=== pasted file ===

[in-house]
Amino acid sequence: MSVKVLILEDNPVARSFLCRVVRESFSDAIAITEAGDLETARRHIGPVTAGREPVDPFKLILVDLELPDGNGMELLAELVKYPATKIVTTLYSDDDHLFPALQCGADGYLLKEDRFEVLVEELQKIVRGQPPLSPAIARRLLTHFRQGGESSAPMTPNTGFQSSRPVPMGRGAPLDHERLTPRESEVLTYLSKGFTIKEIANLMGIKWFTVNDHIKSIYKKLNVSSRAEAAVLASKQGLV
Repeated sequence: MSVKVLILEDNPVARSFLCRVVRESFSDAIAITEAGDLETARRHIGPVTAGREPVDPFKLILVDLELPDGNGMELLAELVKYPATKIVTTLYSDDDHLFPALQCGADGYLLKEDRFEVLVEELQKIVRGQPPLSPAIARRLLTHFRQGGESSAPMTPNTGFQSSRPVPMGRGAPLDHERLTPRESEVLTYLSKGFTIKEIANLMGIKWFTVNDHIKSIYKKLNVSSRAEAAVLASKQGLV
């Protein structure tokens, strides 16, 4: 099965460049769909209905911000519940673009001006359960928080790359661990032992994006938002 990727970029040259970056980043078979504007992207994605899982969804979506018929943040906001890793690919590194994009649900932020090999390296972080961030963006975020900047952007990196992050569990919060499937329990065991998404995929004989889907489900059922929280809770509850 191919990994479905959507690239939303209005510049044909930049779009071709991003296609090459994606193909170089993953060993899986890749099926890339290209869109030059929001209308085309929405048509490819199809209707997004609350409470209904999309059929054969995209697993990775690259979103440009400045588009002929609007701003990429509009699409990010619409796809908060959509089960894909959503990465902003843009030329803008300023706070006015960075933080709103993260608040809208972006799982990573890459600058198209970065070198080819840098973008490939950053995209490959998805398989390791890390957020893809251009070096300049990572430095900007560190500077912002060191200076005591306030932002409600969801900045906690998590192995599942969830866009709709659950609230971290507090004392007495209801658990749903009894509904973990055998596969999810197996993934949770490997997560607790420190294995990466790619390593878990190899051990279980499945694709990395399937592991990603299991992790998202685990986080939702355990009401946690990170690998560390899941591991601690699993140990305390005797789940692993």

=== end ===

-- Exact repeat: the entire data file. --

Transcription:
[in-house]
Amino acid sequence: MSVKVLILEDNPVARSFLCRVVRESFSDAIAITEAGDLETARRHIGPVTAGREPVDPFKLILVDLELPDGNGMELLAELVKYPATKIVTTLYSDDDHLFPALQCGADGYLLKEDRFEVLVEELQKIVRGQPPLSPAIARRLLTHFRQGGESSAPMTPNTGFQSSRPVPMGRGAPLDHERLTPRESEVLTYLSKGFTIKEIANLMGIKWFTVNDHIKSIYKKLNVSSRAEAAVLASKQGLV
Repeated sequence: MSVKVLILEDNPVARSFLCRVVRESFSDAIAITEAGDLETARRHIGPVTAGREPVDPFKLILVDLELPDGNGMELLAELVKYPATKIVTTLYSDDDHLFPALQCGADGYLLKEDRFEVLVEELQKIVRGQPPLSPAIARRLLTHFRQGGESSAPMTPNTGFQSSRPVPMGRGAPLDHERLTPRESEVLTYLSKGFTIKEIANLMGIKWFTVNDHIKSIYKKLNVSSRAEAAVLASKQGLV
């Protein structure tokens, strides 16, 4: 099965460049769909209905911000519940673009001006359960928080790359661990032992994006938002 990727970029040259970056980043078979504007992207994605899982969804979506018929943040906001890793690919590194994009649900932020090999390296972080961030963006975020900047952007990196992050569990919060499937329990065991998404995929004989889907489900059922929280809770509850 191919990994479905959507690239939303209005510049044909930049779009071709991003296609090459994606193909170089993953060993899986890749099926890339290209869109030059929001209308085309929405048509490819199809209707997004609350409470209904999309059929054969995209697993990775690259979103440009400045588009002929609007701003990429509009699409990010619409796809908060959509089960894909959503990465902003843009030329803008300023706070006015960075933080709103993260608040809208972006799982990573890459600058198209970065070198080819840098973008490939950053995209490959998805398989390791890390957020893809251009070096300049990572430095900007560190500077912002060191200076005591306030932002409600969801900045906690998590192995599942969830866009709709659950609230971290507090004392007495209801658990749903009894509904973990055998596969999810197996993934949770490997997560607790420190294995990466790619390593878990190899051990279980499945694709990395399937592991990603299991992790998202685990986080939702355990009401946690990170690998560390899941591991601690699993140990305390005797789940692993």